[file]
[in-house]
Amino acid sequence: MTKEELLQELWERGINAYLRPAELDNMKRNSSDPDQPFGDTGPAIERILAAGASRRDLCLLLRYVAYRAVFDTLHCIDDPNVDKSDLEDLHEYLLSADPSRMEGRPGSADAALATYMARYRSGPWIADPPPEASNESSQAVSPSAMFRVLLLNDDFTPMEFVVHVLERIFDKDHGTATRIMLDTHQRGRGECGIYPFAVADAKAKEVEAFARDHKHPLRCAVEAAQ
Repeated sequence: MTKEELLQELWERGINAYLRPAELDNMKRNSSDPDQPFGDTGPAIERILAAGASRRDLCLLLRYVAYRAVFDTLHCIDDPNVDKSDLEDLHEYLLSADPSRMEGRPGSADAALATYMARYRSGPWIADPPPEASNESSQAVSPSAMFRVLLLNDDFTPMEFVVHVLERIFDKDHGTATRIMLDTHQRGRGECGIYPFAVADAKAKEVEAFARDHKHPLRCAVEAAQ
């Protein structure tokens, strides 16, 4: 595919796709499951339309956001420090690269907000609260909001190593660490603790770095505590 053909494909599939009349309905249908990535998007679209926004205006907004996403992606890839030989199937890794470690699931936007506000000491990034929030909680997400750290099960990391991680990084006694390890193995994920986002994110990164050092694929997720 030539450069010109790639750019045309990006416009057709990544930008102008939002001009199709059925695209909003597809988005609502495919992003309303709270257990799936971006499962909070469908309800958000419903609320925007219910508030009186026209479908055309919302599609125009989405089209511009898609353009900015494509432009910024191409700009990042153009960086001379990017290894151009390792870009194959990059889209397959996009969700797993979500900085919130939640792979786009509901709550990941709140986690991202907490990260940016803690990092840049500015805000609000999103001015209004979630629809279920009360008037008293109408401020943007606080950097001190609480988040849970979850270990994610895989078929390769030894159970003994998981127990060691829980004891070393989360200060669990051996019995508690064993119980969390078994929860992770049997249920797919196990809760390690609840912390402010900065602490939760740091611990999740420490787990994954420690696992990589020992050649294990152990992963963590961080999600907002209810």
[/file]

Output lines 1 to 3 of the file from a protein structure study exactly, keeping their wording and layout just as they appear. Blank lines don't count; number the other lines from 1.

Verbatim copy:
[in-house]
Amino acid sequence: MTKEELLQELWERGINAYLRPAELDNMKRNSSDPDQPFGDTGPAIERILAAGASRRDLCLLLRYVAYRAVFDTLHCIDDPNVDKSDLEDLHEYLLSADPSRMEGRPGSADAALATYMARYRSGPWIADPPPEASNESSQAVSPSAMFRVLLLNDDFTPMEFVVHVLERIFDKDHGTATRIMLDTHQRGRGECGIYPFAVADAKAKEVEAFARDHKHPLRCAVEAAQ
Repeated sequence: MTKEELLQELWERGINAYLRPAELDNMKRNSSDPDQPFGDTGPAIERILAAGASRRDLCLLLRYVAYRAVFDTLHCIDDPNVDKSDLEDLHEYLLSADPSRMEGRPGSADAALATYMARYRSGPWIADPPPEASNESSQAVSPSAMFRVLLLNDDFTPMEFVVHVLERIFDKDHGTATRIMLDTHQRGRGECGIYPFAVADAKAKEVEAFARDHKHPLRCAVEAAQ